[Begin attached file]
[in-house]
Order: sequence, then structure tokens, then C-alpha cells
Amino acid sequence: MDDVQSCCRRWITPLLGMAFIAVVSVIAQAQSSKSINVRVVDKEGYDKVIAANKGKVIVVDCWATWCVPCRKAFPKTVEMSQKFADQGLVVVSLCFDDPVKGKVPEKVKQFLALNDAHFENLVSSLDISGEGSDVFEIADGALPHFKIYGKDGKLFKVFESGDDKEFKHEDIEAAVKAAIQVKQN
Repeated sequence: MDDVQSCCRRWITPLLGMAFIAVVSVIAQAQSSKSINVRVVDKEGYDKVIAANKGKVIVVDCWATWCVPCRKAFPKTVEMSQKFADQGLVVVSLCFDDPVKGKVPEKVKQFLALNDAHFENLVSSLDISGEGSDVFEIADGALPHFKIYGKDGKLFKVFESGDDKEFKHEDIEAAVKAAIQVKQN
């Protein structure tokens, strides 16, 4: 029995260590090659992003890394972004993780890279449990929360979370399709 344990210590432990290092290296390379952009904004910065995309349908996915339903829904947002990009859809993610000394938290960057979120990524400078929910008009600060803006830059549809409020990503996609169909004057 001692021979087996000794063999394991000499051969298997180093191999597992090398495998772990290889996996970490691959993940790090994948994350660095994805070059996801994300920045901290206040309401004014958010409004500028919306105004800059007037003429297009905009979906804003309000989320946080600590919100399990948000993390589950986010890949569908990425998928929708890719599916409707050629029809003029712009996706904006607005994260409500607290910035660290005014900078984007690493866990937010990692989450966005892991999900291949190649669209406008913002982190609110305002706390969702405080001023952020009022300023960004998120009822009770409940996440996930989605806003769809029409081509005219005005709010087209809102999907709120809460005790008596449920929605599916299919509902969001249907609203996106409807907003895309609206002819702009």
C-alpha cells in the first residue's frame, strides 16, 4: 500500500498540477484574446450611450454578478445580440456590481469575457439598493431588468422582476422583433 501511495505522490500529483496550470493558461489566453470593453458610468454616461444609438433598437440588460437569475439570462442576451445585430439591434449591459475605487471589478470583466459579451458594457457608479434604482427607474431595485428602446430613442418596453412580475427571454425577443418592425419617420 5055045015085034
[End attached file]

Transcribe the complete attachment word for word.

[in-house]
Order: sequence, then structure tokens, then C-alpha cells
Amino acid sequence: MDDVQSCCRRWITPLLGMAFIAVVSVIAQAQSSKSINVRVVDKEGYDKVIAANKGKVIVVDCWATWCVPCRKAFPKTVEMSQKFADQGLVVVSLCFDDPVKGKVPEKVKQFLALNDAHFENLVSSLDISGEGSDVFEIADGALPHFKIYGKDGKLFKVFESGDDKEFKHEDIEAAVKAAIQVKQN
Repeated sequence: MDDVQSCCRRWITPLLGMAFIAVVSVIAQAQSSKSINVRVVDKEGYDKVIAANKGKVIVVDCWATWCVPCRKAFPKTVEMSQKFADQGLVVVSLCFDDPVKGKVPEKVKQFLALNDAHFENLVSSLDISGEGSDVFEIADGALPHFKIYGKDGKLFKVFESGDDKEFKHEDIEAAVKAAIQVKQN
């Protein structure tokens, strides 16, 4: 029995260590090659992003890394972004993780890279449990929360979370399709 344990210590432990290092290296390379952009904004910065995309349908996915339903829904947002990009859809993610000394938290960057979120990524400078929910008009600060803006830059549809409020990503996609169909004057 001692021979087996000794063999394991000499051969298997180093191999597992090398495998772990290889996996970490691959993940790090994948994350660095994805070059996801994300920045901290206040309401004014958010409004500028919306105004800059007037003429297009905009979906804003309000989320946080600590919100399990948000993390589950986010890949569908990425998928929708890719599916409707050629029809003029712009996706904006607005994260409500607290910035660290005014900078984007690493866990937010990692989450966005892991999900291949190649669209406008913002982190609110305002706390969702405080001023952020009022300023960004998120009822009770409940996440996930989605806003769809029409081509005219005005709010087209809102999907709120809460005790008596449920929605599916299919509902969001249907609203996106409807907003895309609206002819702009």
C-alpha cells in the first residue's frame, strides 16, 4: 500500500498540477484574446450611450454578478445580440456590481469575457439598493431588468422582476422583433 501511495505522490500529483496550470493558461489566453470593453458610468454616461444609438433598437440588460437569475439570462442576451445585430439591434449591459475605487471589478470583466459579451458594457457608479434604482427607474431595485428602446430613442418596453412580475427571454425577443418592425419617420 5055045015085034